A Sunday outing for an imigrant still not proficient in English, and stil decked in visable signs of old country wear, would stand for hours gazing out into the harbor from the Bowrey rails along the East River shore.

156 million in private donations were collected to restore and renovate the collapsing facilites and in 1990 the Island buildings was reopened as a museum.

A wall of Honor has been constucted around the facility for names of processed and for a fee, names can be added to the wall by the decendants of these ancestors who made the treck over the great wide water. Waited patiently for processing. Endured the separation of his or her family uprooting. Struggled to become American and to survive and to prosper and to find freedom and independence, security and prosperity.

Many followed a path of 100 % ending of the past cutting all ties to the old county.
Proud to be American to forget the world and its troubles and so they did.
Their children and grandchildren anglosized.
The old language forgotten.The old religion lost. The old song and dance revampted to American style and the old village forgotten.

The Yank was born and knew not who he was or why he was only that he was an American.
Maybe a German or Irish, Polish or Sweedish, English or Spainish and the Yank went home in 1940-45.
Leaving his unidentified crossbred lines on the fields of Normandy and Flanders.
On the bottom of the ocean or the Siegrfried line and the Builge. In the deserts of north Africa and the secret gardens of Italy or sometimes at his own Arlington National Cemetary.

The serf freed. The family discarded. The past forgotten. The future unsounded.

In a personal sense the History proved an awakinig to certain reasons for my own mothers fears of emagration as she arrived at age 10. Was sent off from war torn north Ireland with an older sister Mary under the sponsorship of an Uncle and Aunt.

When she was near arriving in harbor she was brought up from economy class, dressed by her aunt in an Amercian outfit.
Told at all costs not to open her mouth [she had a brogue], and inspected with her aunt on board as part of the aunts family.
Her child or grandchild and waltzed into the US with the upper class passengers,
An illegal emigrant.
She had not to pass through Ellis at all. By then a sea of corruption and incompetence.

She was put to work in her aunts house and told she was born in 1910 and was 12 years old.
She as actually born in 1911 and 10 years old as she came in May and was born in November.

She ,like almost all the imigrants had no birth record.

If she had been rejected to be sent back because of age or other impediment, her sister Mary now 16 and old enough to work would have been required to go with her as guardian.

This slipping by immingration in 1922 lead to a life long fear in my mother of being found out and deported.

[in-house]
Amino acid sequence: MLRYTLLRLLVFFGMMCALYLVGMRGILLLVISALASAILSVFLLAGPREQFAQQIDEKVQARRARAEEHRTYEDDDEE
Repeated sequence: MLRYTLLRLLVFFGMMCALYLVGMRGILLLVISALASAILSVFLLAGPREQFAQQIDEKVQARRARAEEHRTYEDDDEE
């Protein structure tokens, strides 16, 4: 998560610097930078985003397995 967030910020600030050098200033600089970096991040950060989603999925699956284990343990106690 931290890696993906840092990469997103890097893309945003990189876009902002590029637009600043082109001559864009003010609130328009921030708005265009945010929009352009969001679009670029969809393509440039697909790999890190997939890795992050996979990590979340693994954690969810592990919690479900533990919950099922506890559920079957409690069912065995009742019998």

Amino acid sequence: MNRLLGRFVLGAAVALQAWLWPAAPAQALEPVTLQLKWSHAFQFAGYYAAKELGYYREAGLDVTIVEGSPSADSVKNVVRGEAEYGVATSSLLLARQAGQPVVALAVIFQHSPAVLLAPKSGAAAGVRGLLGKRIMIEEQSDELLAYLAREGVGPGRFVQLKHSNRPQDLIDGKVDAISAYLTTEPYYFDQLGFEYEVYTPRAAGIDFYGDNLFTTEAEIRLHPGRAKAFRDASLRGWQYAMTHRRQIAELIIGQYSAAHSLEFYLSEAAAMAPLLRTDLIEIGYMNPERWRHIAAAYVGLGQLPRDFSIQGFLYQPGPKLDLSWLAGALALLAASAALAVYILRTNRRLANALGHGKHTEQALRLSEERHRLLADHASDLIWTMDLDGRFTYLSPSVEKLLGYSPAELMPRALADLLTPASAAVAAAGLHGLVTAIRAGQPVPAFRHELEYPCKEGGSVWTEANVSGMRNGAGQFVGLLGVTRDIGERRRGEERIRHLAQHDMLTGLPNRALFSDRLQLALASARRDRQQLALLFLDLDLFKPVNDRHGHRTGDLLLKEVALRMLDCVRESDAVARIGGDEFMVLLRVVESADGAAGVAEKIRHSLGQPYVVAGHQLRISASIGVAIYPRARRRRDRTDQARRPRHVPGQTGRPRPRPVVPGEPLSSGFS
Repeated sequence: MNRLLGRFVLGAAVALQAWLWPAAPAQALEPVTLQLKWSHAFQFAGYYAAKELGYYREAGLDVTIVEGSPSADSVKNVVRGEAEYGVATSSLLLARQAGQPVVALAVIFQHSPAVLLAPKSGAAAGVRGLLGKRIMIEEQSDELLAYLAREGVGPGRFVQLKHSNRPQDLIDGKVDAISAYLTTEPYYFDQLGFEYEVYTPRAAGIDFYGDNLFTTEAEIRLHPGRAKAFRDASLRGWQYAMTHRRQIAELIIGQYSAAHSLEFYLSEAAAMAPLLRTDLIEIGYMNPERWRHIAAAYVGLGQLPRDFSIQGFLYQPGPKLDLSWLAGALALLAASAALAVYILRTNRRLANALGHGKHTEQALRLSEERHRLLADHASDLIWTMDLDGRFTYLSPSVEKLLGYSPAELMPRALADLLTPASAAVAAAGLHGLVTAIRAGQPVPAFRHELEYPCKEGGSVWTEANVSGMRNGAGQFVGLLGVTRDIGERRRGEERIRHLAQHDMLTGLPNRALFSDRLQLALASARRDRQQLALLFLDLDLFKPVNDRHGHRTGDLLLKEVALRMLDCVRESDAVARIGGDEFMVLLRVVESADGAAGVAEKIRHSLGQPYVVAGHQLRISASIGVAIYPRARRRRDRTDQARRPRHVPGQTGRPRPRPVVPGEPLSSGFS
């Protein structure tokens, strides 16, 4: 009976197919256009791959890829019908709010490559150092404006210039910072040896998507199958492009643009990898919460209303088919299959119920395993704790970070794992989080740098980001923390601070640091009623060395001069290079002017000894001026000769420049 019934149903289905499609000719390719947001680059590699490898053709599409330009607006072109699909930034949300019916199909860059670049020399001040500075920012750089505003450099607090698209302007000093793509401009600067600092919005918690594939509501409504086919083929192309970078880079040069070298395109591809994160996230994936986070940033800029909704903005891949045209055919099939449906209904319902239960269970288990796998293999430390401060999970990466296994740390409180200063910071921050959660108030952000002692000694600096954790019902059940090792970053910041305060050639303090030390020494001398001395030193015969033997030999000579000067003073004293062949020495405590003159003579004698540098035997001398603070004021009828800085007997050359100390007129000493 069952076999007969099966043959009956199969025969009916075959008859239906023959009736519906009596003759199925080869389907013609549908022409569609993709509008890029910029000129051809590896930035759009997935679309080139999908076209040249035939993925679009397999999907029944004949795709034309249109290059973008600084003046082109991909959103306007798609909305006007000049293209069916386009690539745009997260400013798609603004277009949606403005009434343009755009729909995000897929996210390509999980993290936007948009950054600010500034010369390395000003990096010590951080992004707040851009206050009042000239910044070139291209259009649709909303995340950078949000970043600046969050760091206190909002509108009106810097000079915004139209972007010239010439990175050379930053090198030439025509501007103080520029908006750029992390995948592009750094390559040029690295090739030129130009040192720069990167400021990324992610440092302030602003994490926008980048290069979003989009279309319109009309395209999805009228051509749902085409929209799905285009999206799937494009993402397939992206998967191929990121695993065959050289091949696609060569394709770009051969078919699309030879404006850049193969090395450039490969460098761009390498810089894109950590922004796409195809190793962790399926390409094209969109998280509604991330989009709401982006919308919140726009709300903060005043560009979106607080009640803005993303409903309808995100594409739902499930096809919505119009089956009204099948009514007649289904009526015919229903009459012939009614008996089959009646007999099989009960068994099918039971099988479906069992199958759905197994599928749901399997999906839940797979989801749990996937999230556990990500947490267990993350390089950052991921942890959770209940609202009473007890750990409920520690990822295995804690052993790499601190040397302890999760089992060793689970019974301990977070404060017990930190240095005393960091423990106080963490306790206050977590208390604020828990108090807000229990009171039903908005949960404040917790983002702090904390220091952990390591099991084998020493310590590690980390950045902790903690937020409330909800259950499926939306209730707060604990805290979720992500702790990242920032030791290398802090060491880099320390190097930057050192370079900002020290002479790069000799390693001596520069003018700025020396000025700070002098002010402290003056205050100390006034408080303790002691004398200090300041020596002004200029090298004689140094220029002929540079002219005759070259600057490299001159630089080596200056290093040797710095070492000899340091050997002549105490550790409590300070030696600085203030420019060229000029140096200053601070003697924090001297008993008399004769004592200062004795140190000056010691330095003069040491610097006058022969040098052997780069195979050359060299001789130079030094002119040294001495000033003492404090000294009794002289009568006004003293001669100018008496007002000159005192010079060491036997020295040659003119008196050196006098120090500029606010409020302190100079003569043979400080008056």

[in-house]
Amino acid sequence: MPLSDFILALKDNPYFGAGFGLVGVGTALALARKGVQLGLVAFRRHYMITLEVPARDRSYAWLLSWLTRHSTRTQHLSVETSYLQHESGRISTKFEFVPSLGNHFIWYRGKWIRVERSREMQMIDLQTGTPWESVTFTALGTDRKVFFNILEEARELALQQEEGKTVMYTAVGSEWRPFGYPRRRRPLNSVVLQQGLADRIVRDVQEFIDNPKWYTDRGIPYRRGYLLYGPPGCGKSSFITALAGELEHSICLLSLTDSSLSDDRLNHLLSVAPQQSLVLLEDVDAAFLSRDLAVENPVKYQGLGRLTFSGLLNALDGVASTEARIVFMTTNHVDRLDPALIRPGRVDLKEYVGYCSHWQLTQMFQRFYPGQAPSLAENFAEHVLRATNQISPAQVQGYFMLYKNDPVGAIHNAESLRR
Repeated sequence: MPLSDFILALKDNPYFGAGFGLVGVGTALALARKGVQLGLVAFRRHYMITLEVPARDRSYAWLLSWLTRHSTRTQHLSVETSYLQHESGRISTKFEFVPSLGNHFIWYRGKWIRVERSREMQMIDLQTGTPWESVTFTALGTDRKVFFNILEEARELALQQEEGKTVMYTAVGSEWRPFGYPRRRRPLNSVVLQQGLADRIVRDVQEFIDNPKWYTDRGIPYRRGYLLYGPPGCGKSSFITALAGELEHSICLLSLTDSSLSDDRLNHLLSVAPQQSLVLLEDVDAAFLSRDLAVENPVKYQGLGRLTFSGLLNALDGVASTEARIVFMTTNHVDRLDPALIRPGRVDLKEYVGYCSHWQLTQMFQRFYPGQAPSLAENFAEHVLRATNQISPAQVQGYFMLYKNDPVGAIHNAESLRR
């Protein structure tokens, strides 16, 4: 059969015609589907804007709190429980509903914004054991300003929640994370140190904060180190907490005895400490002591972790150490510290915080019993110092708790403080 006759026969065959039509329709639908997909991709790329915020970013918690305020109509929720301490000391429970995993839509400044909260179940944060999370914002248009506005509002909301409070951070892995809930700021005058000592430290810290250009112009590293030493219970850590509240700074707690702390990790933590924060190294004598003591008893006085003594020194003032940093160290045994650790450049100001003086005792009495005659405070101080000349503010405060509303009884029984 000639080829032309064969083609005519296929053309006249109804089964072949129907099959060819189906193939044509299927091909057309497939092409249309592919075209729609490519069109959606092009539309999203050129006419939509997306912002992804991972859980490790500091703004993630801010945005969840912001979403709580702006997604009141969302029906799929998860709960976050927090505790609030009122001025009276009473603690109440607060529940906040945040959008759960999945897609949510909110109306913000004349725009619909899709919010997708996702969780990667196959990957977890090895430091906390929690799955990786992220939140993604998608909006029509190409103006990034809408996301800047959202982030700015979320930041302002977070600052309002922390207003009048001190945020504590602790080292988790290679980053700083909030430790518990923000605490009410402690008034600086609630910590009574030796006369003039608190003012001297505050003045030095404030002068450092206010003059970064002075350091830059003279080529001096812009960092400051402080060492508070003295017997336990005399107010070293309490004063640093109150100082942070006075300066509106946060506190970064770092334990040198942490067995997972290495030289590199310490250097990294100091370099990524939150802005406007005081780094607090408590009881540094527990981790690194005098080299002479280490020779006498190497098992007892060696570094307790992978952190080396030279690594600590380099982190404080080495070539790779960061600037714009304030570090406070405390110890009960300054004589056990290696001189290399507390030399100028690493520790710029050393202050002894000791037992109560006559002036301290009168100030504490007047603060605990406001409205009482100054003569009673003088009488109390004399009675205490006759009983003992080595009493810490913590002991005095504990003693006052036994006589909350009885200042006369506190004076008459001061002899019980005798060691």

She was not going to become LPC and never applied for any welfare benefit or licence.
She was ever able to remember her disappared status to first or second class and her aunt and uncles deception.

She had the same name as he was her fathers brother and so she remained all her life never marrying in fear of Immigation Acts reguarding her status.

Her sister Mary apparenly got in but it is today still not known if she passed through Ellis Island or if she had a sponsor who picked her up.
Afterall she was 16. Eligible for moral scrutiny and a sponsor.

The two girls were split up and hardly knew each othr after that arrival.
Neither were content in their work assignments and in due time Mary escaped her clannish Irish household on long Island, went to NY city and was able to complete a marriage with a handsome fellow of Norman French decent.
she had 4 children and died in Amerian in an unhappy state of mind.

In 1927 after the Visa application of 1924 and the establishment of overseas Consolates, 2 of the brothers of this family of 10 siblings emigrated to NYC not needing to pass the island center having completed the processing in the British UK and holding British passports.

They both became citizens and held businesses in NYC and cross married.
One a German girl and the other a Polish.

In the depression era of the 30s another sister of the 10 came. Anne, who alledgedly had a husband in Boston or came to be married.
Again a ruse of only as she had an escort or needed to have one in the family who came and picked her up.
No one knew if she entered at Boston or NY.

Later she had a son of a man who was Cuban and this one ,a married man whose wife eventually showed up.
The city of NY raised her child as she had ideas to go back to Great Britan with this infant born in America.

Of these siblings coming to the land of freedom and justice, no closeness was retained, no records found ,no histoy told.
They lived as strangers to each other.
All were told they were British not Irish.

Imigration required reading and writing a native langauge and none living in north Ireland spoke or were ever taught Irish gaelic.
Plus a Quota for the Irish Free State was much lower than that for UK the empire, and it is still an empire ,financial of not landed.